Maybe You’re Not Ready for Self-Employment

January 5, 2017
This is something I have really been struggling with lately. I haven’t wanted to admit it to myself, but I also know that we learn from our experiences, both good and bad. I’ve been self-employed as a freelance jane-of-all-trades business developer on and off for the last 7 years. And while there have been periods of sufficient income, there are the low periods as well where I was scraping by. I’m at a point right now where I’ve decided that 100% self-employment probably isn’t the best fit for me at this point in my life. Queue the search for a complimentary career that will allow me to continue pursuing my passions (helping businesses grow) and afford me the freedom and flexibility I need in a job to maintain my sanity.

I believe that it’s possible to find a J.O.B. that will allow me to continue using my entrepreneurial spirit. Here are some of the benefits I see to putting full-time self-employment aside (until you’re really ready)


It can be challenging for some to be self-motivated to go out and prospect or to focus on developing that next piece of content to sell. Working from home, I have found it way too easy to get distracted by the pile of laundry or the dishes in the sink. I also live in a gorgeous part of the world and am constantly tempted by all the outdoor (and indoor) fun there is to be had here.

Aerial View of Kelowna, British Columbia, just after sunset on Knox Mountain, Canada.

By working with a company, you don’t only have yourself to answer to. One thing I’ve also discovered about myself is that I’m much more driven when I have an inspiring leader at the helm. This also goes for business partnerships. I’m very thankful to get to grow this blog with someone who inspires me and we encourage each other to be better. In fact, we have a slack channel dedicated to daily accountability.

Professional Growth

One of my personal values is to Never. Stop. Learning. And while there is a wealth of free information and training available online, there is nothing quite as valuable as learning and growing with a company. Many organizations also offer paid training to their employees which is something that I definitely look for in a potential job.


I’m inspired by ambitious, smart and adventurous people. This is my tribe and I believe this is a definite benefit to traditional employment. Co-working spaces have also been a good way to collaborate with interesting and like-minded people. Some of my more personally defining moments have been formed with people I’ve collaborated with while at a career.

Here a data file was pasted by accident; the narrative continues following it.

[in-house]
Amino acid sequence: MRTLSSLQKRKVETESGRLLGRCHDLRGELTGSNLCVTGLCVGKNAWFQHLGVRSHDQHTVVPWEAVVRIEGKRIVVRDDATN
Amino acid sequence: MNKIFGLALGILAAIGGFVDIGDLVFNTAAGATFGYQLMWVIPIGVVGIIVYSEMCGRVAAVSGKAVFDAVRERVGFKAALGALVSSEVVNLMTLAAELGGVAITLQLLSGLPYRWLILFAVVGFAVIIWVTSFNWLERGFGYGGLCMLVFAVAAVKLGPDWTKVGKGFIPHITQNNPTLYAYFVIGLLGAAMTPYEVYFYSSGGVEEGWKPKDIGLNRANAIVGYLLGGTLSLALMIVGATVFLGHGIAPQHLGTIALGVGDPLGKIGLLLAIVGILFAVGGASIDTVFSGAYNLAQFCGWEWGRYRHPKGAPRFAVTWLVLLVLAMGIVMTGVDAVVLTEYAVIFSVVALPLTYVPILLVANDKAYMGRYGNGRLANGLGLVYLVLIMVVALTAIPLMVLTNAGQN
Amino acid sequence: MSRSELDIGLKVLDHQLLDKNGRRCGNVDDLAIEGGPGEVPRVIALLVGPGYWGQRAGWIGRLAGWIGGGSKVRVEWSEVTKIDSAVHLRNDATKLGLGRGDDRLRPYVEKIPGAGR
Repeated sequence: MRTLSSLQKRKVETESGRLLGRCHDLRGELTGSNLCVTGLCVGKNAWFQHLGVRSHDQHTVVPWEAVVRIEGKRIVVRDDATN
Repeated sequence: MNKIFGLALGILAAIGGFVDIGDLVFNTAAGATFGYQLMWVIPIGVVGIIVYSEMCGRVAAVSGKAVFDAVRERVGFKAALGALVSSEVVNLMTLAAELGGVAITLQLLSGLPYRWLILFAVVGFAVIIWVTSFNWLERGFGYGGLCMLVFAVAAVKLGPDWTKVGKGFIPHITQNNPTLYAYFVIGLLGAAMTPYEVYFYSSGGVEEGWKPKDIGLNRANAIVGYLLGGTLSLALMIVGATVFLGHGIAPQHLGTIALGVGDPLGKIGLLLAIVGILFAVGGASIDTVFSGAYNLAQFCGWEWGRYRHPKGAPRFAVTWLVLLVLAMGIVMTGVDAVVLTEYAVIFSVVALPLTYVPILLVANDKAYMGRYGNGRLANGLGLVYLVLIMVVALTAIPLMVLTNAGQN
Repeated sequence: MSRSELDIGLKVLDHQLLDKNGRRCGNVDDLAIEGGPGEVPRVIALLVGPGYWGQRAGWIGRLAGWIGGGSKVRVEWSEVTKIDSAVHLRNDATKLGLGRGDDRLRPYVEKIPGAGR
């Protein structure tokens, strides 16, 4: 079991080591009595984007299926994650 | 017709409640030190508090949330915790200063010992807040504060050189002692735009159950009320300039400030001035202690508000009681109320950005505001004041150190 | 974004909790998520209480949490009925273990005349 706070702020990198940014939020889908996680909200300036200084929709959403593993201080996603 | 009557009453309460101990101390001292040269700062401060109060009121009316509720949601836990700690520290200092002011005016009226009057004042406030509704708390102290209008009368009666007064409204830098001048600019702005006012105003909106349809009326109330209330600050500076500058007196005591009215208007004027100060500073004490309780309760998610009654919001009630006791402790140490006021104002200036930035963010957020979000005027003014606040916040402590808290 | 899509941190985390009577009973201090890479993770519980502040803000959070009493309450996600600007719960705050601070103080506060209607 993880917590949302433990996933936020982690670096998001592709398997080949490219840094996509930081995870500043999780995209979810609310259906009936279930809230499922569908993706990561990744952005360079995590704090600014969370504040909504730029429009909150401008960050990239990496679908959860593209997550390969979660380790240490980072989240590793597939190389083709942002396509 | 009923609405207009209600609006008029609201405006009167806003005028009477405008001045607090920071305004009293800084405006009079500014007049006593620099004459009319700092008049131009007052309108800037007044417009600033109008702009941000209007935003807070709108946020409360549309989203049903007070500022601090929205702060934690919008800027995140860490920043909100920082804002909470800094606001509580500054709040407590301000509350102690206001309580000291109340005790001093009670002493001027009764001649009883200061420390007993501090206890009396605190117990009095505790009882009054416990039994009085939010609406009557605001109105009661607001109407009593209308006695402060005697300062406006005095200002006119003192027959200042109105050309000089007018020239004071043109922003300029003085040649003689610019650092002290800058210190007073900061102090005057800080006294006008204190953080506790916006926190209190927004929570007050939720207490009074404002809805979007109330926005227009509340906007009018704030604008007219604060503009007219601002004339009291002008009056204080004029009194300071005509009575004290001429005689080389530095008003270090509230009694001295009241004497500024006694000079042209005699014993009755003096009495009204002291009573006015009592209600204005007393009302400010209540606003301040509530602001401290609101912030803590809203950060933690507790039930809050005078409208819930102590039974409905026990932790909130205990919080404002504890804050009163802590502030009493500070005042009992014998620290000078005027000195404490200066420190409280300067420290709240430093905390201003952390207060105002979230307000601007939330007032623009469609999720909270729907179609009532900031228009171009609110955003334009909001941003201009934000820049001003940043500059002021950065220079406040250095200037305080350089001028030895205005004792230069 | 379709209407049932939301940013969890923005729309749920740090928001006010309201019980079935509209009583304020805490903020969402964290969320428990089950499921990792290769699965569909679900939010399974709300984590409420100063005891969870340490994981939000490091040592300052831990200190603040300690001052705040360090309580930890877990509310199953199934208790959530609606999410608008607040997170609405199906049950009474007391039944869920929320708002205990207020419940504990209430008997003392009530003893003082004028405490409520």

Consistent Income

This is a no-brainer. If you’re in a place in your life where you need the stable income then it seems like a pretty clear choice to stick it out in traditional employment a bit longer. I’m not ready to give up on my side hustle but I believe it’s possible to restructure your work day to accommodate your passion projects by setting realistic goals and having an accountability buddy to help make sure you realize them. When that passion project has replaced your employment income consistently for a few months (or you find some deep pockets to rely on…) then consider making the jump!

What I’m not willing to sacrifice for a career:

Remote Working/Flexible Schedule

If there’s one thing I’ve learned from my years in traditional employment it’s that I’m not the type who can sit at the same desk for 8 hours a day/5 days a week (or do the same repetitive task over and over). It has taken a lot of soul searching to figure this out, but I know myself enough now to avoid burnout and keep my leadership happy. I will only work for companies that afford me this very important luxury. Do you already work for a company but wish they would be a bit more progressive in this department? We’ll send you Peta’s post on approaching your boss about more flexible working arrangements when you subscribe to our weekly feed of our newest posts.
My path to self-employment and entrepreneurialism all started back in 2009 when I read two life-changing books: The 4-Hour Work Week by Tim Ferris and Rework by Jason Fried. Both books fueled the budding ideas of self-employment and doing things differently and they set the tone for the next few years. Through my experiences I also learned that actually working 4-hours a week is not realistic (and later learned that this was not really Tim’s intended take-away from the book) but it opened my eyes to outsourcing tasks that I struggled with and Jason’s book gave me ideas on how to work more productively and adopt a less-is-more mentality. These are lessons that will stick with me even through my entry back into traditional employment while I continue to build upon my passion projects.
After a lot of soul searching, I can now say that I’m ready to rejoin the ranks of traditional (with some conditions) employment while not losing focus on my long-term goals. I’d love to hear your thoughts on the subject! Feel free to comment below.
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